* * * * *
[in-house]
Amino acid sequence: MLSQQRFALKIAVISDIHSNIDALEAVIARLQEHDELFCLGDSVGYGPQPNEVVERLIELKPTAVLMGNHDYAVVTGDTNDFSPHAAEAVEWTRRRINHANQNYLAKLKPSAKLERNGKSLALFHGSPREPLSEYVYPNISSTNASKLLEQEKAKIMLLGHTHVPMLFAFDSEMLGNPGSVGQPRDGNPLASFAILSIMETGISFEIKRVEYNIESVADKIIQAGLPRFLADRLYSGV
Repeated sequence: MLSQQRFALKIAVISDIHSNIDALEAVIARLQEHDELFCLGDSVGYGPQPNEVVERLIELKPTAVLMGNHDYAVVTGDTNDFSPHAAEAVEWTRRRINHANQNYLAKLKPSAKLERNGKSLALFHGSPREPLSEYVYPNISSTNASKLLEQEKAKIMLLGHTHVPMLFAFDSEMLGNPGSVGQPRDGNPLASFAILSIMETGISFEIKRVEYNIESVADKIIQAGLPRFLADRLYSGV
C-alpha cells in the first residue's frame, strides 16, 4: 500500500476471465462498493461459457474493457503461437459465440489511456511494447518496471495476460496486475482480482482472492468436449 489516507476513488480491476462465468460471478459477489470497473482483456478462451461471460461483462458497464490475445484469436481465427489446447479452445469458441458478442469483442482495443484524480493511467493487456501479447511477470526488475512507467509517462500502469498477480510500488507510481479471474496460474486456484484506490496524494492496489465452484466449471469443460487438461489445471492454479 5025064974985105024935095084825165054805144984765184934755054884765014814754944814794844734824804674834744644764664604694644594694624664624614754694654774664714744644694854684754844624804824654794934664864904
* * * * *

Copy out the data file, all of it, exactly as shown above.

[in-house]
Amino acid sequence: MLSQQRFALKIAVISDIHSNIDALEAVIARLQEHDELFCLGDSVGYGPQPNEVVERLIELKPTAVLMGNHDYAVVTGDTNDFSPHAAEAVEWTRRRINHANQNYLAKLKPSAKLERNGKSLALFHGSPREPLSEYVYPNISSTNASKLLEQEKAKIMLLGHTHVPMLFAFDSEMLGNPGSVGQPRDGNPLASFAILSIMETGISFEIKRVEYNIESVADKIIQAGLPRFLADRLYSGV
Repeated sequence: MLSQQRFALKIAVISDIHSNIDALEAVIARLQEHDELFCLGDSVGYGPQPNEVVERLIELKPTAVLMGNHDYAVVTGDTNDFSPHAAEAVEWTRRRINHANQNYLAKLKPSAKLERNGKSLALFHGSPREPLSEYVYPNISSTNASKLLEQEKAKIMLLGHTHVPMLFAFDSEMLGNPGSVGQPRDGNPLASFAILSIMETGISFEIKRVEYNIESVADKIIQAGLPRFLADRLYSGV
C-alpha cells in the first residue's frame, strides 16, 4: 500500500476471465462498493461459457474493457503461437459465440489511456511494447518496471495476460496486475482480482482472492468436449 489516507476513488480491476462465468460471478459477489470497473482483456478462451461471460461483462458497464490475445484469436481465427489446447479452445469458441458478442469483442482495443484524480493511467493487456501479447511477470526488475512507467509517462500502469498477480510500488507510481479471474496460474486456484484506490496524494492496489465452484466449471469443460487438461489445471492454479 5025064974985105024935095084825165054805144984765184934755054884765014814754944814794844734824804674834744644764664604694644594694624664624614754694654774664714744644694854684754844624804824654794934664864904